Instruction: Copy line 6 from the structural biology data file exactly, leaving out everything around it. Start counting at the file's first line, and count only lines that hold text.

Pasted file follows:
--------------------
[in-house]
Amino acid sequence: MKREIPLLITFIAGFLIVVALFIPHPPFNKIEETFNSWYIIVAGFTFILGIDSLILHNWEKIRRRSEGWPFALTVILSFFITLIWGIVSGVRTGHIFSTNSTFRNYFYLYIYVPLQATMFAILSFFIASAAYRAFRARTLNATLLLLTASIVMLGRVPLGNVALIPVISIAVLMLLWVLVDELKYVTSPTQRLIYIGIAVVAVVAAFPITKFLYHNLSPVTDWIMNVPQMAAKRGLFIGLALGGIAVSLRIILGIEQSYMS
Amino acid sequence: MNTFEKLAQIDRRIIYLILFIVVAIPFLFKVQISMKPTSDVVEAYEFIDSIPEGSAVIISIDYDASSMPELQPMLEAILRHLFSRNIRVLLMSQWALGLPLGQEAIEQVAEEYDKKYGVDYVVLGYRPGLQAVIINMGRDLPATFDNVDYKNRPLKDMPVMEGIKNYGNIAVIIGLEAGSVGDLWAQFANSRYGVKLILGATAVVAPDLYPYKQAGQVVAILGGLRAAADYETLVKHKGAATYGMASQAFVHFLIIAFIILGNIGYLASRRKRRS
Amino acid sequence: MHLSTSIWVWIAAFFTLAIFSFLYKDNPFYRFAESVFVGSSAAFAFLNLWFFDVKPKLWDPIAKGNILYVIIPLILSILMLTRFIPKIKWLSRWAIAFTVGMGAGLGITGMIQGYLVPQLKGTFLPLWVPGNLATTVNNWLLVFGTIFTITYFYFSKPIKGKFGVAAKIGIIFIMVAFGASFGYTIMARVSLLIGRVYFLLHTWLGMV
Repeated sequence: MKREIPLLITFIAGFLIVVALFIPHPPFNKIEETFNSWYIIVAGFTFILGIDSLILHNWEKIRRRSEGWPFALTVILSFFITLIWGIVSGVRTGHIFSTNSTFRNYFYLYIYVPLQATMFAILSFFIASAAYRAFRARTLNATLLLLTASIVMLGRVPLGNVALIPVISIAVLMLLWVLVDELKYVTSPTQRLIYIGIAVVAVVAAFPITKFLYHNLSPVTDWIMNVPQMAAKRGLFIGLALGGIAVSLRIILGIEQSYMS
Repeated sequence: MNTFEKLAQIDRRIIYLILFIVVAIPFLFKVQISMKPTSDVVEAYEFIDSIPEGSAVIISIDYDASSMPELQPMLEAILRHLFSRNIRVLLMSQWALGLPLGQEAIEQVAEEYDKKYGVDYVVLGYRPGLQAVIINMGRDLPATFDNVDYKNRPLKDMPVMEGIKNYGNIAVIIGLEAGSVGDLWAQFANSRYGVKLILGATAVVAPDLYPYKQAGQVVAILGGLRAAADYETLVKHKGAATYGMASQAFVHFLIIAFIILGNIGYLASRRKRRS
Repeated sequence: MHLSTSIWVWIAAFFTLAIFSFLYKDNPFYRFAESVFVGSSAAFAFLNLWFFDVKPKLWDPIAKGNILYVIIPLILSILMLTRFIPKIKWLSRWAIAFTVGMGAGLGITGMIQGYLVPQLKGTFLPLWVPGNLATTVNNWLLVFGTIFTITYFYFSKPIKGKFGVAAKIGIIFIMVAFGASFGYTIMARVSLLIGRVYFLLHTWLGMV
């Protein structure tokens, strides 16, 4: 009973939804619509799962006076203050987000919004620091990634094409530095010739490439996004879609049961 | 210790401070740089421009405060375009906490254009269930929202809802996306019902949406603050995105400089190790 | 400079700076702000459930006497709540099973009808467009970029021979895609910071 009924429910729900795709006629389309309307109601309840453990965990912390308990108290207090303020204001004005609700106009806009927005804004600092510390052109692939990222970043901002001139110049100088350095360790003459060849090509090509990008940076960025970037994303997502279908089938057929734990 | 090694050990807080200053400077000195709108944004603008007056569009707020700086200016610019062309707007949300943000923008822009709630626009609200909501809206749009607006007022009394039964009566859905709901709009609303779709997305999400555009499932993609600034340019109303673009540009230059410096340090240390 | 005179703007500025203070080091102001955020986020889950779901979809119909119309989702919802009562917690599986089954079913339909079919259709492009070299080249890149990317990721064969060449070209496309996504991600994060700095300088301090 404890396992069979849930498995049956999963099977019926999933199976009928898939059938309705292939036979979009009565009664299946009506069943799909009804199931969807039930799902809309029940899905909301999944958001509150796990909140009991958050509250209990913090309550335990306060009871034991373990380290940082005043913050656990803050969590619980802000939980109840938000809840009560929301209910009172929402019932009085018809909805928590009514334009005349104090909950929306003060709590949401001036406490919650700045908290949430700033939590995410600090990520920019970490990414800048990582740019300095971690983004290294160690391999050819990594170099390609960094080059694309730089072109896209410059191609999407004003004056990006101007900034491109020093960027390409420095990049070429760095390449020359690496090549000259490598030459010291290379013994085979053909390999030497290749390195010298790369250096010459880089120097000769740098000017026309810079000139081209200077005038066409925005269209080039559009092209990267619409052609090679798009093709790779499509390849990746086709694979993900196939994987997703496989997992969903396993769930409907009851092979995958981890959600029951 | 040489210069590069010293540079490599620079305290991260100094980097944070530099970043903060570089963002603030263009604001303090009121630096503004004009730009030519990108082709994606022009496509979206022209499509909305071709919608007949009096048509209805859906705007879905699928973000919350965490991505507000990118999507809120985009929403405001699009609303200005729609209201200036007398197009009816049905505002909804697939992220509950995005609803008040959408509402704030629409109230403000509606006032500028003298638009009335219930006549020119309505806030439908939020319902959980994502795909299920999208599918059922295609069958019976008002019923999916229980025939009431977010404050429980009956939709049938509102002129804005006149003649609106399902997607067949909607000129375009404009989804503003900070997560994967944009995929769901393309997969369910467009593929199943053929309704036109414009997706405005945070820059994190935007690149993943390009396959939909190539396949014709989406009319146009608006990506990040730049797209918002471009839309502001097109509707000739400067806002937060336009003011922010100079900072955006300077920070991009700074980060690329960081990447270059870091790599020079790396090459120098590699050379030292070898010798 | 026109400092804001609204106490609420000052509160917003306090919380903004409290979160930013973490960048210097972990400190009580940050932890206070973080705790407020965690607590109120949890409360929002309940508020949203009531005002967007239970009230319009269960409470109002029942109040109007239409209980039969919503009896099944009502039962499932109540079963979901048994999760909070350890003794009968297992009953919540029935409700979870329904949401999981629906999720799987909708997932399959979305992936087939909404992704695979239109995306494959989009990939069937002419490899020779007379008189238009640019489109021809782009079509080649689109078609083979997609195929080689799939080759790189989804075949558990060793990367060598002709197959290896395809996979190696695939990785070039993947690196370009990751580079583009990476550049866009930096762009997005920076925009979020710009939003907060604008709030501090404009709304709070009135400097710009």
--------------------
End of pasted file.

Repeated sequence: MNTFEKLAQIDRRIIYLILFIVVAIPFLFKVQISMKPTSDVVEAYEFIDSIPEGSAVIISIDYDASSMPELQPMLEAILRHLFSRNIRVLLMSQWALGLPLGQEAIEQVAEEYDKKYGVDYVVLGYRPGLQAVIINMGRDLPATFDNVDYKNRPLKDMPVMEGIKNYGNIAVIIGLEAGSVGDLWAQFANSRYGVKLILGATAVVAPDLYPYKQAGQVVAILGGLRAAADYETLVKHKGAATYGMASQAFVHFLIIAFIILGNIGYLASRRKRRS